For species of amphibians and reptiles, knowledge concerning the distribution of the Common Midwife Toad and the Northern Crested Newt, as well as the Sand Lizard and the Common Wall Lizard have expanded. Similarly, new sites for species such as vipers, slow worms and the viviparous lizard were observed. As for populations already present, the European Tree Frog, Natterjack Toad and Yellow-bellied Toad are stable and localised. All of these observations allowed for the mapping of amphibians and reptiles to be updated in Luxembourg, with the publication being updated in 2016.

Finally, in terms of mammals, the Wildcat is relatively well spread across Luxembourg with the increased presence of other hybrid individuals in certain regions such as Upper Alzette. Just like the Wildcat, the Marten is present in most of the country’s regions and has been stable for several years. The European Polecat, which is difficult to observe, was spotted in March-April close to water points. The Hazel Dormouse, a species whose distribution was relatively unknown prior to the monitoring programme being launched, was consistently present across the whole country, whilst the European Otter is no longer currently seen in Luxembourg.

Invasive Alien Species

A recent concern in Europe is the presence and spread of invading exotic species such as the racoon, coypu and aquatic plant life. Consequently, a new programme has recently been launched. As part of this programme, the focus is placed on prevention, early detection and eradication of these species and finally management in exposed sites. A monitoring system covering the country, using already-existing data is currently being implemented, notably through the development of apps for smartphones. Once more, the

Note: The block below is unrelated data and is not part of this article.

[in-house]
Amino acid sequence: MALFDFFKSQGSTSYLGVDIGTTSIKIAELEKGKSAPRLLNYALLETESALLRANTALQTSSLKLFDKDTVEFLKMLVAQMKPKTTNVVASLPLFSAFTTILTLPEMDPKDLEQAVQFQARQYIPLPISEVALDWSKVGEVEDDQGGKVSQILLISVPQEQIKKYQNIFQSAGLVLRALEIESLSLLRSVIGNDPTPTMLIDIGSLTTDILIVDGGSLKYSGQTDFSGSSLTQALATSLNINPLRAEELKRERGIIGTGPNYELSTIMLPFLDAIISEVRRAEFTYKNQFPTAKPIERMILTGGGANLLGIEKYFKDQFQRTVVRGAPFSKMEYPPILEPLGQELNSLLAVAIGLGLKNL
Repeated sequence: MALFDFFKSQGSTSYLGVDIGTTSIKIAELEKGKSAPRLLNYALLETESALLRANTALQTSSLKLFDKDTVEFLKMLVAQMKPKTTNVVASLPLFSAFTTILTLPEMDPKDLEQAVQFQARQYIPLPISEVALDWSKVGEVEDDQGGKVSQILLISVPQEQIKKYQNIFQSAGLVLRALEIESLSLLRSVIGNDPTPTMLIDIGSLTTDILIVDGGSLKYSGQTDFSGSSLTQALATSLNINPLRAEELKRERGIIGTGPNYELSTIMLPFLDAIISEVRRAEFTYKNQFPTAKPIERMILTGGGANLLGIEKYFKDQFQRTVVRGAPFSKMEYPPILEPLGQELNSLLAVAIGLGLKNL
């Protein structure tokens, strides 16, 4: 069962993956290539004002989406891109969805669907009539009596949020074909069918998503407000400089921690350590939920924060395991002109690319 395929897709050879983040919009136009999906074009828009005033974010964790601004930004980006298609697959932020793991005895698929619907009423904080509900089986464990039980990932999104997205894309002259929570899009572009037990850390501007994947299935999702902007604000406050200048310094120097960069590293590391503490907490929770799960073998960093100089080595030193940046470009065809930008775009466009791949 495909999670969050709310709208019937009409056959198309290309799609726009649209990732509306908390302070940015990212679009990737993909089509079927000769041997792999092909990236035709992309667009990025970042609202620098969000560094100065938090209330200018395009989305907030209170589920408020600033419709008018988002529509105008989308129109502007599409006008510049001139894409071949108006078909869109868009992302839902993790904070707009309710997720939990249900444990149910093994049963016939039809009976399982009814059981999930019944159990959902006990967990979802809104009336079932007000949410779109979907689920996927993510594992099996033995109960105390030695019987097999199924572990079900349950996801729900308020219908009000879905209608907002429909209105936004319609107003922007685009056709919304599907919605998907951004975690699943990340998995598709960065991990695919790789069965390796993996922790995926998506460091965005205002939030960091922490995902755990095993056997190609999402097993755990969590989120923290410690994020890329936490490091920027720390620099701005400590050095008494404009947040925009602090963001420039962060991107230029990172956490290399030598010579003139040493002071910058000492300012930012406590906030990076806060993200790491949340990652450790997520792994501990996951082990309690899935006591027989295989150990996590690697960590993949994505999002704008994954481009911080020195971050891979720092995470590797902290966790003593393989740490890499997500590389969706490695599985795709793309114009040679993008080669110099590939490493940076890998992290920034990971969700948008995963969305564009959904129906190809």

involvement of citizens is essential for observation of these species.

All-ahead 2019

After publishing a report for the first time in 2013 on these observations made to the European Commission following implementation of the monitoring programme, all stakeholders are now preparing for the next deadline. In 2019, Luxembourg should be able to send the European authorities its latest observations for the period 2013 to 2018.

In order to further improve the quality of data for the upcoming observation period, from 2019 to 2024, several strategies have been explored. These include:

  • standardisation of methods used by all stakeholders, notably by raising awareness and training members of the public,
  • the increased use of automated recording (cameras and sound recorders) which increases the quantity and quality of data,
  • the pooling and approval of data drawn from programmes led by various stakeholders, such as Administration de la nature et des forêts, Ministère du Développement durable et des Infrastructures, Administration de la gestion de l’eau, Natur&Emwelt, Musée National d’Histoire Naturelle, Syndicat Intercommunal de l’Ouest pour la Conservation de la Nature and LIST,
  • the inclusion of other indicative species,
  • the use of molecular approaches for identification of closely-related species such as Green frogs and the use of environmental DNA, namely taken from the environment and not from individuals.